“My people have committed two sins: They have forsaken me, the spring of living water, and have dug their own cisterns, broken cisterns that cannot hold water.” Jeremiah 2:13
Here’s what Jesus said that I think I finally get:
“Very truly I tell you, whoever believes in me will do the works I have been doing, and they will do even greater things than these, because I am going to the Father.” John 14:12
What can be greater than raising Lazarus from the dead? Feeding multitudes with a few fish and loaves? Healing leprosy, blindness, crippling physical and mental diseases with just a touch or a word? Forgiving sins?
I can’t do any of those things. Except forgive sins. I can forgive sins that are committed against me. But only if God works it out in me.
And that’s the point.
Jesus said that He only said what He heard the Father saying and He only did what he saw His Father doing.
So it’s not that I’ll do greater things than Jesus did, it’s that the things God does through me are much more impressive than the things He did through Jesus because Jesus was perfect and I am not.
I am a broken cistern, barely able to keep the Holy Spirit from leaking completely out. Actually, I’m more like a clogged pipe – full of debris that hinders the flow of the Spirit.
When the Father worked through Jesus He was working through the perfect human being. When He works through us He’s using damaged tools, dull blades, dim bulbs and clogged pipes.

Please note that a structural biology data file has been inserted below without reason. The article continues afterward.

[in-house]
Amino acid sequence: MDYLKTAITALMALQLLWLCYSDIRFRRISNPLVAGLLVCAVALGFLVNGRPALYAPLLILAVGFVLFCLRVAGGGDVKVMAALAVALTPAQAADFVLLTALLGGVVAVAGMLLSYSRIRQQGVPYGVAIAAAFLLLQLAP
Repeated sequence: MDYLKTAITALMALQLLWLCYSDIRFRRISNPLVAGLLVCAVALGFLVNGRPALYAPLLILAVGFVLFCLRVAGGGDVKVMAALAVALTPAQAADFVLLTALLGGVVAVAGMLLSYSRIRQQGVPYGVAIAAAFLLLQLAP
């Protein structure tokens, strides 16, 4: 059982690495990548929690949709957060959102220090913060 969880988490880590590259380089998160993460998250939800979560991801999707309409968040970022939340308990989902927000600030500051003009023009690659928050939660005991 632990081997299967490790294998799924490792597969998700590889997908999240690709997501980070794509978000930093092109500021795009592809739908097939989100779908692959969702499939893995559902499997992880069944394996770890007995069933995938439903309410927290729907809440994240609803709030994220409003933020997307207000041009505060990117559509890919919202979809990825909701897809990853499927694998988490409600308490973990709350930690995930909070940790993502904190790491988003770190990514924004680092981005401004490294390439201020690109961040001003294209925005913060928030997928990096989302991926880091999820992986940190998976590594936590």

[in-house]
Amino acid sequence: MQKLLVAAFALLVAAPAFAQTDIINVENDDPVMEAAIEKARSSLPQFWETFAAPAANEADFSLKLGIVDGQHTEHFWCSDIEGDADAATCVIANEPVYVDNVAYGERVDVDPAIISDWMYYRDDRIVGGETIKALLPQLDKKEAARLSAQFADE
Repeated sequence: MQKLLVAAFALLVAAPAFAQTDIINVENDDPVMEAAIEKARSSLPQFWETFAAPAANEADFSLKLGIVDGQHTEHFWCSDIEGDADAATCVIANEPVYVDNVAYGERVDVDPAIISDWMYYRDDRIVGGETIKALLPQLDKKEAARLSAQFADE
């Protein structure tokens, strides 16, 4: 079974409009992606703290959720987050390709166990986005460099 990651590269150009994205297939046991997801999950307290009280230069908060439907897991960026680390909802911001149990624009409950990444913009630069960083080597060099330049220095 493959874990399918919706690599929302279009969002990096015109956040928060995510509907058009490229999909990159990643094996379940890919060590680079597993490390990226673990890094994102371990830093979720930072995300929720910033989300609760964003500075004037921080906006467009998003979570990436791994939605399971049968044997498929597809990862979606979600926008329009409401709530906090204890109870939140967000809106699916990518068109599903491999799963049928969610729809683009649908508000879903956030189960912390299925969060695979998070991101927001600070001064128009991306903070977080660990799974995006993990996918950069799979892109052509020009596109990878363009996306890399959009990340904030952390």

And even so He is able to create masterpieces of love and good deeds.
Kinda’ makes me want to give Him ALL the glory.
A few weeks before Christmas my daughter texted me a picture of Sorel Slimpack II Waterproof Boots – in case I needed a gift idea.
I had already bought her gifts but I was tempted to buy just one more. Except the hub said we needed to scale back this year due to all the vet bills. So I resisted.
The Monday before Christmas I stood at the pharmacy counter with a prescription for a colonoscopy prep kit – the same kind my husband used back in October when he had his colonoscopy. The kind that is a lot easier to take than the Golytely jug I’ve used in the past.
“Your insurance doesn’t cover this one,” the pharmacist said, “it will be $100.”
“What?” “Is that how much my husband paid back in October?”
She checked her computer.
“He paid $86, he had a coupon. I’ll try applying that same coupon code to yours.”
With the coupon it would be $91. The price must have gone up she said.
“Is there another kind that my insurance will cover?”
She advised me to call the doc’s office and ask them to authorize a switch.
Golytely. The dreaded 4 litre jug.
Dreaded but 100% covered.
I texted the hub. He said go ahead and pay the $91.
But then I remembered the boots. I was willing to suffer for the boots.
So I took home the jug.
The day after the colonoscopy I went to Nordstrom to purchase the boots – for $145.
“I thought I saw them on sale on your website for $114,” I said, as the clerk rang them up.